Conservation Horticulture and Parental Controls
Based on an interview with Mike DeMotta
Over 200 types of rare plants in Hawai’i are thought to have fewer than 50 individuals remaining in the wild. For many of these plants, ex situ conservation may be key to both learning more about the plants and growing more to spark their revival — or at the very least, to prevent their extinction. The National Tropical Botanical Garden (NTBG) is one of the institutions in Hawai’i that helps these and the many other rare plants of the state. Yet maintaining such rare species in their gardens and nurseries, when only a limited number of wild plants can contribute to their genetic pool, presents unique challenges and decision making for the horticulturalists who care for the plants.
Bringing a species into the garden may offer a chance to boost breeding in that species. In Hawai’i, many species have lost their pollinators and become fragmented, remaining in only small, isolated populations. The federally endangered ‘awiwi (Kadua cookiana) is one such species, currently having only two populations. The ‘awiwi is also suffering from low production of strong pollen. By taking cuttings (genetic clones) of the wild plants and hand pollinating the mature plants, NTBG horticulturalists are able to generate more seed than can be collected in the wild. This process allows them to control both mother and father plants and mix the two populations, resulting in seed for both long-term conservation and additional conservation efforts. Another federally endangered plant, the culturally important uhiuhi (Mezoneuron kavaiensis), struggles from low recruitment in the wild but has found some breeding successes on NTBG grounds. The garden is a great place to grow uhiuhi and develop plant material to enhance wild populations as there is nothing for the plants to hybridize with!
The experienced horticulturalists at NTBG are increasingly using their expertise to bring species into conservation collections. Air layering is a method of propagating new trees or shrubs from stems still attached to the parent plant. The stem is treated and wrapped in moist medium in a manner that promotes root growth from the stem, then eventually the newly rooted branch can be cut from the parent plant as a new clone. After demonstrating air layering on a specimen already held in an NTBG garden, their team received approval from the Hawaiian Department of Forestry and Wildlife to use this method to create a conservation collection of māhoe (Alectryon macroccus var. macrococcus). Air layering has proven to be quite useful in securing māhoe, as it has been difficult to obtain seed from the plant – the seeds have a tasty component which once fed humans and now attracts rats, and bagging the fruits to secure them is rarely an option due to twig borer infestations weakening the many small supporting branches. By hiking or helicoptering out to the few sites with māhoe on Kaua’i to set air layers, NTBG botanists don’t need to guess the timing of seed ripening or try to beat the herbivores – they can simply return in 3-4 months when roots have established and take their newly propagated plants with them.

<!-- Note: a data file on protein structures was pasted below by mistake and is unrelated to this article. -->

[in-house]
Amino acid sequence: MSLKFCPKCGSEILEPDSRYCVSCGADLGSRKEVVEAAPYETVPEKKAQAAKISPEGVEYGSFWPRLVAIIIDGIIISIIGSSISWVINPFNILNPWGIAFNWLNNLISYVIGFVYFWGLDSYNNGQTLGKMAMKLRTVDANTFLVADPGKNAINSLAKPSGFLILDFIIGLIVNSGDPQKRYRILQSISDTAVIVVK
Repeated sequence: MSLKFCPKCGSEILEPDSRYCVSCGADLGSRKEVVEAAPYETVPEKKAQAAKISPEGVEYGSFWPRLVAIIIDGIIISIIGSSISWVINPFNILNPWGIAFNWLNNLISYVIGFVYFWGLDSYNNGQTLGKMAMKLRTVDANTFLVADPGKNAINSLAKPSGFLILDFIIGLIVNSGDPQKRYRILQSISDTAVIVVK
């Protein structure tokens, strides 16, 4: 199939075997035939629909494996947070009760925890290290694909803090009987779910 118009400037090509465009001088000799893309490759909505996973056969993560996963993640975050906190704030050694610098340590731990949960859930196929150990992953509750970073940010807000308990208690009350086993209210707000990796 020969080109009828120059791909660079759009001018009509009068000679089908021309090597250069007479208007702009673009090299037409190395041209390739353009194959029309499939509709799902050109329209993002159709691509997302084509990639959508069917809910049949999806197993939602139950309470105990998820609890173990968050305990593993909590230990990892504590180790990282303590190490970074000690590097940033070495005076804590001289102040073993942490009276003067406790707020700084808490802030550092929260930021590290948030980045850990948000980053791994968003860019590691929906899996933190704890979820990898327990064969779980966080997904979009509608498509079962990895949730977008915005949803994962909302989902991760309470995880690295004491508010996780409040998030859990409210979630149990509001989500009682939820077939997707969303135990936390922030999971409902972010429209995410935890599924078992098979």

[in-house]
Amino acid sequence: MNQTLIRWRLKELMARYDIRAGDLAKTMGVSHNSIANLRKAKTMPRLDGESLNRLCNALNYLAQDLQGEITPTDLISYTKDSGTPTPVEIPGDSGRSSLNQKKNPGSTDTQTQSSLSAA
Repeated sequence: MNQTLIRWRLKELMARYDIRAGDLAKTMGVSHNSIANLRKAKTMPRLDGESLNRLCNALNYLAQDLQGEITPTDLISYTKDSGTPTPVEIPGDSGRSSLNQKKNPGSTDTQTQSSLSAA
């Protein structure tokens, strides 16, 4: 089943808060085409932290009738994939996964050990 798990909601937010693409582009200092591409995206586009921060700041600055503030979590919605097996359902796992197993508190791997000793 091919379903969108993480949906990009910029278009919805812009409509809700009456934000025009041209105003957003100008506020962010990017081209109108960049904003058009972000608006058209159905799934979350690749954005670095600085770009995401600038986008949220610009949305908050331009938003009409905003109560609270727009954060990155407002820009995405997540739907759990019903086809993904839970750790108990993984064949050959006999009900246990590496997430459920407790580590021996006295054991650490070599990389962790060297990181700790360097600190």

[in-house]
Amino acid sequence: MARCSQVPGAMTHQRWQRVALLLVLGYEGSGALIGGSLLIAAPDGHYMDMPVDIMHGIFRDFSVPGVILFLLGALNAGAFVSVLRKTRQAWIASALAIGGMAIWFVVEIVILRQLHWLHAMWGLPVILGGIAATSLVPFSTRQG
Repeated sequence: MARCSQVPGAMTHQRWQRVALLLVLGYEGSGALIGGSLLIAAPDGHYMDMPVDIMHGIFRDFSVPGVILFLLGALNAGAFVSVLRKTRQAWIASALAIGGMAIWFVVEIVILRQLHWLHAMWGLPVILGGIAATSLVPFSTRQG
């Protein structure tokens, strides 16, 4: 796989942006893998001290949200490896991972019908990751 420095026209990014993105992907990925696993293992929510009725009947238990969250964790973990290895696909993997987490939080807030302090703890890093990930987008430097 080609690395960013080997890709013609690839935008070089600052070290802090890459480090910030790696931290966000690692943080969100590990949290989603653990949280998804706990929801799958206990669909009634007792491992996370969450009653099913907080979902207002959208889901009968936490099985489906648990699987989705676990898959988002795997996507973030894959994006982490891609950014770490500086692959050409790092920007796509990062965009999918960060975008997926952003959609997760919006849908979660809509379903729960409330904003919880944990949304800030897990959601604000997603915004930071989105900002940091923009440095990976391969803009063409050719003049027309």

Once at the garden, the air-layered clones of their wild parents are used to produce seed for long-term conservation and research. Unlike seeds collected from wild plants, the horticulturalists can hand pollinate to control the identities of both mother and father plants. With numbers of wild plants declining from around 500 to under 300 in the last 25 years, it is critical to capture as much genetic diversity from the wild populations as possible — and this horticultural technique has been the perfect tool to do so.
When horticulturalists breed plants — especially rare plants — record keeping is key. To better track parentage of plants at the garden, NTBG has made some changes to its living collections database. The placement of the parent information for the first generation of cultivated plants (known as F1 plants) is moved to a more prominent place in the database, and hot links help the horticulturalists track down the information they need to make decisions about the next generation of plants or evaluate their restoration potential. Not only are maternal plants recorded, but the pollen donor (paternal plant) is also noted when an individual is hand-pollinated. Such record-keeping will help the team maintain diversity through many generations.
At NTBG, horticultural techniques and the tools to record breeding efforts are part of their conservation tool box and demonstrate the importance of conservation horticulture for rare plants. With so many Hawaiian plants under threat of extinction —and hundreds already at critically low population numbers — conservation horticulture will continue to play a key role to help these wonderfully unique species survive. Yet survival is insufficient. The horticulture staff works with the hopes that the threats to Hawai’i’s flora can be reversed, allowing the plants to return to their important roles in the natural ecosystem.